nvestigators will begin combing through the wreckage of a passenger plane to find clues as to why it crashed soon after taking off in northern Saskatchewan.
Officials with the Transportation Safety Board were due to arrive in the remote community of Fond du Lac sometime Thursday to begin their probe of the West Wind Aviation ATR-42 turboprop that went down Wednesday at about 6:15 p.m., injuring several people on board.
Police and first responders quickly worked to get the 22 passengers — including an infant — and three crew out of the plane, which can seat up to 50 passengers.
“The extent of injuries is unknown, other than there were five people that required medevac attention, but they were non-life-threatening injuries,” said Rick Philipenko, vice-president and chief financial officer of the Saskatoon-based airline.
“We train for incidents like this. First and foremost is the well-being of the passengers and crew. With all the hectic activity in this kind of incident it’s really important to make sure that they’re front and centre and that they’re the focus.”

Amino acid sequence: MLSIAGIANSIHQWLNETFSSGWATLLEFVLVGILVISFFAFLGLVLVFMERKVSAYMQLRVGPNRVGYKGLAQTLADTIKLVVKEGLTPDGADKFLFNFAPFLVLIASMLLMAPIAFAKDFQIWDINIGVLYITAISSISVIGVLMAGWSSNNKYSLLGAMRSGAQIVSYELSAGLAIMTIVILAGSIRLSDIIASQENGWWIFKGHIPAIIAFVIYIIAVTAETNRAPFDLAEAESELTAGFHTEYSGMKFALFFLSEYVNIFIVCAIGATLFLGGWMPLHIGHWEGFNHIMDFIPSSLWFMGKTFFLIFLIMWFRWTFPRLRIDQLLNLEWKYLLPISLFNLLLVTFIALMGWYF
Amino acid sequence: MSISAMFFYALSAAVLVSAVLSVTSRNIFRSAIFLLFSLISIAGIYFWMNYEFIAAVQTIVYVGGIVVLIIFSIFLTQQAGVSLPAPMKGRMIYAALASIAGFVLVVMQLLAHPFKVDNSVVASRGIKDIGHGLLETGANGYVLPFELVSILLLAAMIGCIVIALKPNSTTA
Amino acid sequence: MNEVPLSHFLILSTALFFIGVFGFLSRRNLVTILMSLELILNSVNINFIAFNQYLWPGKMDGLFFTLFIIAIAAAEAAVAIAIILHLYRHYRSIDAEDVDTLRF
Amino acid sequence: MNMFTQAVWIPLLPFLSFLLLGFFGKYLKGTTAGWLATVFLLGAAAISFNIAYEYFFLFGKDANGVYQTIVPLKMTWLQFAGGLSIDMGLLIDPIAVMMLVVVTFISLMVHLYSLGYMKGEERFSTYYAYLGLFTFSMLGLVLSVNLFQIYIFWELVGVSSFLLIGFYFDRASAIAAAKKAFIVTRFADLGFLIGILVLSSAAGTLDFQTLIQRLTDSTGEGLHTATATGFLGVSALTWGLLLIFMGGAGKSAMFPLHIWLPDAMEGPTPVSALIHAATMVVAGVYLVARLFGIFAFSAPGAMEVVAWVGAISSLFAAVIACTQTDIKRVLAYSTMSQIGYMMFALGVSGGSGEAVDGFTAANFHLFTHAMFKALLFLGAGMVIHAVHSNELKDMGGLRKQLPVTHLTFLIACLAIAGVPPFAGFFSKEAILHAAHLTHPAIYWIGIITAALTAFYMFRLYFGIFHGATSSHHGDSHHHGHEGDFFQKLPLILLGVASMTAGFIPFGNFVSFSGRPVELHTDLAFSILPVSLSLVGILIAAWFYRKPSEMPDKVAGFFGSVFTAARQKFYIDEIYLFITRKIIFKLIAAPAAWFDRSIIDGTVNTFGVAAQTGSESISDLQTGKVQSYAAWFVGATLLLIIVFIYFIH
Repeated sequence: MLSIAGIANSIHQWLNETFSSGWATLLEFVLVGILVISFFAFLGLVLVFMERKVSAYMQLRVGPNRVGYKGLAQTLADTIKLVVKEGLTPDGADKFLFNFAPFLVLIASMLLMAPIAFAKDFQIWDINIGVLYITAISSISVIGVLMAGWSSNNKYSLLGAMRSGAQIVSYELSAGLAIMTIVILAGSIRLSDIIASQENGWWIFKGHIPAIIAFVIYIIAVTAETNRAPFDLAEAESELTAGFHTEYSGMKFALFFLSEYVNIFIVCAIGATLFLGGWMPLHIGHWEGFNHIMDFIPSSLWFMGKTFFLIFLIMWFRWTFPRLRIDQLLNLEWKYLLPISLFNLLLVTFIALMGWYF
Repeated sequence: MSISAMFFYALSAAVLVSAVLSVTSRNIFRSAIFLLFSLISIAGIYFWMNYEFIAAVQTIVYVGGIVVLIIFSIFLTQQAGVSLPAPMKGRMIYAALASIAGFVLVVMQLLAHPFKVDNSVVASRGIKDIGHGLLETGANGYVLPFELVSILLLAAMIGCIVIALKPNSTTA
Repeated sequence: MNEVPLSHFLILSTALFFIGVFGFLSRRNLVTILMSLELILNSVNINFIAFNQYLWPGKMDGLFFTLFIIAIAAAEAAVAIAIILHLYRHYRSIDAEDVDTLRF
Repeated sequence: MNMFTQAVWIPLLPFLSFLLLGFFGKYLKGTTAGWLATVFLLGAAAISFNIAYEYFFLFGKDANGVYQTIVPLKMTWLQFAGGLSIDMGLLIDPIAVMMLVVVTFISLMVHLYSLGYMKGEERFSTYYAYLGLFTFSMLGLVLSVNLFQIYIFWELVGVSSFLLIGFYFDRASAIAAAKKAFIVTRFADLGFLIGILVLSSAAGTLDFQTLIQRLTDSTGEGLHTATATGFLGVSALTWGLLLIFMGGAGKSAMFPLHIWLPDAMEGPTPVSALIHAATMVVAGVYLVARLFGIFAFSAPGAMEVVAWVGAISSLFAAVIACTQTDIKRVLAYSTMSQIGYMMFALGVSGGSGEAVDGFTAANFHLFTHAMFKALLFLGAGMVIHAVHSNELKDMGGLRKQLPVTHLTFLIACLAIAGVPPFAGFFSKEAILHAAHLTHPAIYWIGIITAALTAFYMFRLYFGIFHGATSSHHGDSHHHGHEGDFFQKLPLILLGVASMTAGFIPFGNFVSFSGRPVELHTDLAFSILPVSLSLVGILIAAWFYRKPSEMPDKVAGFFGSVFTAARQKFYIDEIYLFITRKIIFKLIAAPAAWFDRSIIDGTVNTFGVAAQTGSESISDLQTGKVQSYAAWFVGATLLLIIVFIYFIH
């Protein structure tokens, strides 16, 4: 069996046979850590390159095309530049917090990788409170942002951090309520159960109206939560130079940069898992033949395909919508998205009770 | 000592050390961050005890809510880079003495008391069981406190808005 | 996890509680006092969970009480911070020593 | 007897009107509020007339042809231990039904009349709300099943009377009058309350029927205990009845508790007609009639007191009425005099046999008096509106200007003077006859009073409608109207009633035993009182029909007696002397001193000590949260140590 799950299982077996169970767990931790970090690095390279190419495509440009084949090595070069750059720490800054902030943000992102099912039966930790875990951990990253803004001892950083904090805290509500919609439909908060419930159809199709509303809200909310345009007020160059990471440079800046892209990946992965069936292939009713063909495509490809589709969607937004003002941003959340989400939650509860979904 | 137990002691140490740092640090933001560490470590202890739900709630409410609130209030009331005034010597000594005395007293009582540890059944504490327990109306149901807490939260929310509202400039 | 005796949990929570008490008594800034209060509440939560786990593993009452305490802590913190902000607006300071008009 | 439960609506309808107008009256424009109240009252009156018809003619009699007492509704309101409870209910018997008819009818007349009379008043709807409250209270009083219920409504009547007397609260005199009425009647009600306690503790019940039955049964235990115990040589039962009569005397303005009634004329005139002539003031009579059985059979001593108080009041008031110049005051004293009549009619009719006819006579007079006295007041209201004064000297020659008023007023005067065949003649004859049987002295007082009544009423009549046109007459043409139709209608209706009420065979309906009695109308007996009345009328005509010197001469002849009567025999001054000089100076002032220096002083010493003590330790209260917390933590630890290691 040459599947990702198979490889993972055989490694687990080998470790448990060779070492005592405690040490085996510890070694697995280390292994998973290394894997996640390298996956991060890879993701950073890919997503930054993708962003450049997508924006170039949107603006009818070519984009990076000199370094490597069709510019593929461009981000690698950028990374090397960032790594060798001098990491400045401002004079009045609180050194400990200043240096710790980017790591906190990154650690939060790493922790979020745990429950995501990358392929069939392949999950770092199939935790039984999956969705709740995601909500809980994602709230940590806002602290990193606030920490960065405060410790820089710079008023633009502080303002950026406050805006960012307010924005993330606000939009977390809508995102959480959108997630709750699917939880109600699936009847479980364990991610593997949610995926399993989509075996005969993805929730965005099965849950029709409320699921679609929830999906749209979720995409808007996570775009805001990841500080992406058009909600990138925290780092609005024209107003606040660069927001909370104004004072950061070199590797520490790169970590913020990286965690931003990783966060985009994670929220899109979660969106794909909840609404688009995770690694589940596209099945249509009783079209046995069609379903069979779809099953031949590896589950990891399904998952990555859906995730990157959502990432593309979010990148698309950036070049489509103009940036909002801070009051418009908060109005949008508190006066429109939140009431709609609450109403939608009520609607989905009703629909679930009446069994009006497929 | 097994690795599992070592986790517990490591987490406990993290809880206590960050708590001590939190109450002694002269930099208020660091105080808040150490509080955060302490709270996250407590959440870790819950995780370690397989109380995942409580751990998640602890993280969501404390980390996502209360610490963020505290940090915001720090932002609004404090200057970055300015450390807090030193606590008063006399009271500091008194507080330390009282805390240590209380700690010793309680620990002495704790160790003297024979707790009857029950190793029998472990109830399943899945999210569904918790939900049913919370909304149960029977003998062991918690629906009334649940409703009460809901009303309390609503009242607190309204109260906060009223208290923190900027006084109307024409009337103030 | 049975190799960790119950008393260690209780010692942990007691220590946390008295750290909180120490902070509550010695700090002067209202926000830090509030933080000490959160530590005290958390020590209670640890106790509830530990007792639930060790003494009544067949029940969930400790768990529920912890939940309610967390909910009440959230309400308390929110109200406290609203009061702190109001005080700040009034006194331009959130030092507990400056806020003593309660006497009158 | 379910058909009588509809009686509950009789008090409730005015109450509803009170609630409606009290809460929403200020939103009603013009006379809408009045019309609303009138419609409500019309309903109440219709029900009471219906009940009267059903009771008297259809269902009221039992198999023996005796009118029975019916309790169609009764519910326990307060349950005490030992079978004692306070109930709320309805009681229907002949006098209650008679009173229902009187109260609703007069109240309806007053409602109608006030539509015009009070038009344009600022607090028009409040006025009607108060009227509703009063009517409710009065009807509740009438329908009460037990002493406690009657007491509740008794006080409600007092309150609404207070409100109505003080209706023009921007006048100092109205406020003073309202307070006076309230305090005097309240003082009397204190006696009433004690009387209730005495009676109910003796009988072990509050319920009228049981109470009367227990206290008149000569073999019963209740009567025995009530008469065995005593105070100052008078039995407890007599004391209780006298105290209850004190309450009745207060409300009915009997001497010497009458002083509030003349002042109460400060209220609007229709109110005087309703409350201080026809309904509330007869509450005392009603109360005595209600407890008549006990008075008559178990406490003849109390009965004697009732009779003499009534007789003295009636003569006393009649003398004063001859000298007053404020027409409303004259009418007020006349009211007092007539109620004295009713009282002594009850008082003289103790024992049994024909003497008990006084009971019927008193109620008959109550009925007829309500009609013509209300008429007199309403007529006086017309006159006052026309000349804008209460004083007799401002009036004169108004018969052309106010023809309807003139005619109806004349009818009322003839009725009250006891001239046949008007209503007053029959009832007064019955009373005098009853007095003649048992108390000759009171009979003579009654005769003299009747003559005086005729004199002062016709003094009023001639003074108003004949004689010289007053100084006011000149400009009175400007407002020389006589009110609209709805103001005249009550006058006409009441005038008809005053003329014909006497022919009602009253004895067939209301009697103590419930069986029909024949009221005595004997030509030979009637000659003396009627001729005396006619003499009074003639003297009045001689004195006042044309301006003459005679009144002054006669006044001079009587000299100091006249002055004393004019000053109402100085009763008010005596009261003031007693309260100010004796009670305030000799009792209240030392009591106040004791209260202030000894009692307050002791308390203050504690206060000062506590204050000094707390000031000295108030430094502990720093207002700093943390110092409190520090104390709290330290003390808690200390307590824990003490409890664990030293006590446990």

A picture of the crash site shows the damaged aircraft partly on its side in the trees, with a wing jutting up in the air at a 45-degree angle but there was yet no insight into what caused the crash.
Philipenko said the area is under the control of authorities and the TSB.
“We’re an observer when we’re there on site. Our role primarily is to make sure the passengers and crew are looked after,” he said
Darryl McDonald said his 70-year-old mother, Ernestine, suffered a broken jaw and facial injuries when the plane went down about a kilometre from the airstrip. His sister also suffered injuries to her leg.
The twin-engine ATR-42 turboprop can accommodate 50 passengers, but most typically seats 42 people along with two crew. Manufactured in France and Italy, the aircraft is designed for short-haul flights.
ATR, the manufacturer, says more than 1,500 aircraft have been sold, and it has over 200 operators in more than 100 countries, adding that, “every eight seconds, an ATR turboprop takes off or lands somewhere around the world.”
West Wind Aviation, formed in 1983, operates from bases in Saskatoon, La Ronge and Stony Rapids, as well as in northern Saskatchewan. The company is First Nations and employee-owned, with Athabasca Basin Development the majority shareholder.
“Our safety record is exemplary and our customer service exceptional,” the company states on its website. “Fly with West Wind and let us take care for you.”
The airline acquired Transwest Air in 2016 for an undisclosed amount, adding several aircraft to a fleet that included five ATR-42-300s, Twin Otters and Beech planes at the time, and making it one of the province’s largest commercial aviation groups.